The challenge is how to encourage those young adults in their 20s—some of whom have preexisting conditions, but most of whom are healthy—to buy insurance that they may not feel they need.
The ACA attempts to address this problem in part through economic incentives:
It provides the carrot of premium subsidies to low- and middle-income people who buy insurance on their own. By making insurance less expensive for these individuals—who encompass more than half of people expected to buy nongroup insurance—it becomes a better deal to purchase insurance even for someone who is young and relatively healthy.
It creates the stick of the so-called individual mandate, requiring most people to be insured or pay a penalty to the federal government.
And it limits “open enrollment” in nongroup insurance plans to once a year, making it less attractive for healthy people to wait until they become ill or injured to purchase coverage.
Whether this approach will work is an open question. Most uninsured young adults will be eligible for financial assistance to make their insurance coverage more affordable, but some young people will face higher premiums because of the limits on how much premiums can vary by age. And because the penalty to enforce the individual mandate is being phased in, it is quite low for 2014 (the greater of $95 per adult or 1% of adjusted income). This may lead some young invincibles to decide to remain uninsured.
So far, the premium bids publicly available from insurers suggest that insurance companies are generally optimistic. They are assuming that uninsured people with preexisting conditions now excluded from the individual insurance market will enroll and purchase coverage, as expected. However, insurers also are assuming that some young and healthy people will enroll too. In fact, premium rates in New York are declining by 50% or more due to broadening of the risk pool (no doubt an extreme case related to the insurance market changes already enacted in that state and the resulting increase in premiums).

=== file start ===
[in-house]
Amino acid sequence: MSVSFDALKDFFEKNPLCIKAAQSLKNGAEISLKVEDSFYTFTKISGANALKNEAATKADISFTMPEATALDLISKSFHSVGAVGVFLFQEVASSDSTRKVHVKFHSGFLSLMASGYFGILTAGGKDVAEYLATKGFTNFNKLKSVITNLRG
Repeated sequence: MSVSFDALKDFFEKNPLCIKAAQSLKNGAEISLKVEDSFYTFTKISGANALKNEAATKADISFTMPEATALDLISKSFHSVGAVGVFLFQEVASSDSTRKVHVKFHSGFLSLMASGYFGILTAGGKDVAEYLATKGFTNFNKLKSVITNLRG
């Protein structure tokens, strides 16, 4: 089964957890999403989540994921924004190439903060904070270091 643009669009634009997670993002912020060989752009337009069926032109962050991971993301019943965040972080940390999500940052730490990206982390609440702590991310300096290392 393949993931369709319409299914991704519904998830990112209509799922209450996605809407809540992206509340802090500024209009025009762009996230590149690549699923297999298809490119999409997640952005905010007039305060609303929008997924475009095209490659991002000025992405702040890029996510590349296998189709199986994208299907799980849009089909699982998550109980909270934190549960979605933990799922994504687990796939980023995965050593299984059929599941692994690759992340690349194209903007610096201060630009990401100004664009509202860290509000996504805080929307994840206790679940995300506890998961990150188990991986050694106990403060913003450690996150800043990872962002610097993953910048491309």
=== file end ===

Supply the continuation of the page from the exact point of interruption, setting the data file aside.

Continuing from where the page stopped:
A recent poll from the Kaiser Family Foundation found that 7 in 10 young adults indicate that having health insurance is “very important,” and a similar proportion indicate that it is worth the money and something they need. This is certainly counter to conventional wisdom.
Still, it is going to take aggressive outreach this fall to get millennials to buy health insurance. Much of the marketing is going to be targeted at them and their parents. Whether or not the perception is correct that young people do not feel they need insurance, it is certainly the case that the insurance system needs them to function smoothly.
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Larry Levitt, MPP Larry Levitt, MPP, is Executive Vice President for Special Initiatives at the Kaiser Family Foundation (KFF) and Senior Advisor to the President of the Foundation. Among other duties, he is Co-executive Director of the Kaiser Initiative on Health Reform...